A slight historical review will put this matter beyond any reasonable controversy. One of the earliest English works on maritime law is Malynes' Lex Mercatoria, published in 1622, in the reign of James the First. Welwood had a few years before printed his Abridgment of the Sea Laws; but it is principally a collection of the rules and ordinances of foreign countries. It is remarkable, that Malynes refers to no antecedent English writer on the subject of his treatise, and except in a very few unimportant instances, to no English adjudications. His work is principally a compendium of commercial usages, not confined to England, but supposed by him to be common to all the maritime states of Europe. It is quite a meagre and loose performance, and contains few principles, that are now of any practical importance. He has two or three short chapters upon bills of exchange, which show, that the doctrines upon that subject, then familiar on the Continent, were not much known in England, except as usages among merchants. He laments, that negotiable promissory notes, which then circulated among all the commercial cities of the neighboring nations, were strangers to the jurisprudence of England.
In fact, they were not introduced into general use until near the close of the reign of Charles the Second. Lord Holt, in the case of Buller v. Crisp, (6. Mod. Rep. 29,) decided in the second year of Queen Anne's reign, said, 'I remember when actions upon inland bills did first begin; and there, they laid a particular custom between London and Bristol, and it was an action against the acceptor. The defendant's counsel would put them to prove the custom, at which Hale, chief justice, laughed, and said, they had a hopeful case of it.' Lord Holt himself stubbornly denied the negotiability of promissory notes; and in this very case of Buller v. Crisp, it was proved, that these notes had then been used for a matter of thirty years.' It is familiar to the profession, that an act of Parliament was found necessary to put promissory notes upon the same footing as inland bills of exchange, although this laudable custom,' as Malynes calls it, had been long established on the Continent.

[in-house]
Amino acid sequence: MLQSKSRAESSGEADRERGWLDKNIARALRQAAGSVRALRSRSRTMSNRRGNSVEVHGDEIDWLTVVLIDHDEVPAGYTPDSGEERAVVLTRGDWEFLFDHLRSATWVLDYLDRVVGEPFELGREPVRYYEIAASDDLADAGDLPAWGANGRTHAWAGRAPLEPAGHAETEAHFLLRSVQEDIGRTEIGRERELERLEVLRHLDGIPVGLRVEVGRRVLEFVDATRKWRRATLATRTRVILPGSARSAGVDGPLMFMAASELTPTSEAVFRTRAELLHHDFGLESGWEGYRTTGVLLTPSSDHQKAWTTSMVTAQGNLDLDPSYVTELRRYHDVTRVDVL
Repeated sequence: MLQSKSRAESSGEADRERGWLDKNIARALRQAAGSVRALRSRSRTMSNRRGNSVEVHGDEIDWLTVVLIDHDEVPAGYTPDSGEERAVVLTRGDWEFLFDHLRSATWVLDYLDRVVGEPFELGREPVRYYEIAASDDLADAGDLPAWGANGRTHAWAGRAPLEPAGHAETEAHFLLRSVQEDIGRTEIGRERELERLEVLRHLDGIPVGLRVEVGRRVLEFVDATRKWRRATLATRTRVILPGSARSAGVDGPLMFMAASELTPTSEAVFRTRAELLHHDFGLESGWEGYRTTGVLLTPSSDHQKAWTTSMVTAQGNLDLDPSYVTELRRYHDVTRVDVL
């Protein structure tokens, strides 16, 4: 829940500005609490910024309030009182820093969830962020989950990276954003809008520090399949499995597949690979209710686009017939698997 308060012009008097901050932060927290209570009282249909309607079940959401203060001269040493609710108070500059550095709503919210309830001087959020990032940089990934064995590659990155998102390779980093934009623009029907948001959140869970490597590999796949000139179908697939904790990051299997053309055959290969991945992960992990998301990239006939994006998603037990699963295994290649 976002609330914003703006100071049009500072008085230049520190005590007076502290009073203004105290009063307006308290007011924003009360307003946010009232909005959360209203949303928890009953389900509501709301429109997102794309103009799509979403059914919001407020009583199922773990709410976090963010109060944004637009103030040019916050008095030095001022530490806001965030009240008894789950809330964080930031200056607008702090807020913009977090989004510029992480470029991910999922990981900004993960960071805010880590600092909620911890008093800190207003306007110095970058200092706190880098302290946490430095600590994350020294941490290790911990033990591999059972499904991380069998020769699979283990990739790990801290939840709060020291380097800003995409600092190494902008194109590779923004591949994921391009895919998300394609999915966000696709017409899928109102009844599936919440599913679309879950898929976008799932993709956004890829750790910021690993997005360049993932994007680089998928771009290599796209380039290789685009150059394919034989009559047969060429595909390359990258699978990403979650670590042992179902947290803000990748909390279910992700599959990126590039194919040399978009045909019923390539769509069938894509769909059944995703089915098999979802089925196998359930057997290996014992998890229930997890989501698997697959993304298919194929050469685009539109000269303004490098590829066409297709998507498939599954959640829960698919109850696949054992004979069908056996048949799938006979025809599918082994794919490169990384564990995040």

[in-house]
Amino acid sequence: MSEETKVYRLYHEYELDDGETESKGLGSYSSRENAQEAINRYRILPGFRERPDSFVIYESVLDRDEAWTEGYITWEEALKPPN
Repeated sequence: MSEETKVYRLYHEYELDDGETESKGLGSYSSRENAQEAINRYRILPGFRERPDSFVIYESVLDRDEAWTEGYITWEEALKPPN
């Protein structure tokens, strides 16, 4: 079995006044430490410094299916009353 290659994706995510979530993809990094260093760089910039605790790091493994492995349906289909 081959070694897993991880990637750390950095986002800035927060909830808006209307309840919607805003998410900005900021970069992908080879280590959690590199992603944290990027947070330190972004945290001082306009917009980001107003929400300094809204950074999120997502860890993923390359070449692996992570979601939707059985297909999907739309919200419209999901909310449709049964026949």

Malynes devoted five chapters, containing in all about fifteen folio pages, to the subject of insurance. We do not recollect that, in the whole of the discussion, a single reference is made to any English adjudication. It is indeed sufficiently apparent, that the author drew almost all his materials from foreign sources. The earliest case indeed, that is to be found on a policy of insurance, is cited by Lord Coke in Dowdale's case, 6. Co. 47. 6. as having been decided in 30th and 31st Elisabeth; and from the manner in which he refers to it, as well as from the point in judgment, it is manifest, that the action was then a novelty.